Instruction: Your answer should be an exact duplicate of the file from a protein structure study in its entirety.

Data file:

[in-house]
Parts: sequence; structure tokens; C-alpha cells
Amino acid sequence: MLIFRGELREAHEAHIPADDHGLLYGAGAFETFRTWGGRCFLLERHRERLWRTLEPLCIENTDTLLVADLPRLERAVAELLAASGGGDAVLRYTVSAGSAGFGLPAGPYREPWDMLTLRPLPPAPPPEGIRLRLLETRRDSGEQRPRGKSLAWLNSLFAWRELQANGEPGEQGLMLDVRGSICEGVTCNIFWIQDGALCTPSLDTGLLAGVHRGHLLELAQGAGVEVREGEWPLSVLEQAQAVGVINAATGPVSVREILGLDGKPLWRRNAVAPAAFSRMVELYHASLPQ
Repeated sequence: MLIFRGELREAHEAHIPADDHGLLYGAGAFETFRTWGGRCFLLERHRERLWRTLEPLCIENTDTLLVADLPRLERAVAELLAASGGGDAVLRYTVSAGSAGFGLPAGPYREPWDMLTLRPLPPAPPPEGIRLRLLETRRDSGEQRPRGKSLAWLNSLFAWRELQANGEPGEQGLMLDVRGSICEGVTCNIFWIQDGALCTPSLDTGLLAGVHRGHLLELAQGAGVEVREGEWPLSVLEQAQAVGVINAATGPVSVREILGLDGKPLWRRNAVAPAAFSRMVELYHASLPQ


[in-house]
Parts: sequence; structure tokens; C-alpha cells
Amino acid sequence: MLIFRGELREAHEAHIPADDHGLLYGAGAFETFRTWGGRCFLLERHRERLWRTLEPLCIENTDTLLVADLPRLERAVAELLAASGGGDAVLRYTVSAGSAGFGLPAGPYREPWDMLTLRPLPPAPPPEGIRLRLLETRRDSGEQRPRGKSLAWLNSLFAWRELQANGEPGEQGLMLDVRGSICEGVTCNIFWIQDGALCTPSLDTGLLAGVHRGHLLELAQGAGVEVREGEWPLSVLEQAQAVGVINAATGPVSVREILGLDGKPLWRRNAVAPAAFSRMVELYHASLPQ
Repeated sequence: MLIFRGELREAHEAHIPADDHGLLYGAGAFETFRTWGGRCFLLERHRERLWRTLEPLCIENTDTLLVADLPRLERAVAELLAASGGGDAVLRYTVSAGSAGFGLPAGPYREPWDMLTLRPLPPAPPPEGIRLRLLETRRDSGEQRPRGKSLAWLNSLFAWRELQANGEPGEQGLMLDVRGSICEGVTCNIFWIQDGALCTPSLDTGLLAGVHRGHLLELAQGAGVEVREGEWPLSVLEQAQAVGVINAATGPVSVREILGLDGKPLWRRNAVAPAAFSRMVELYHASLPQ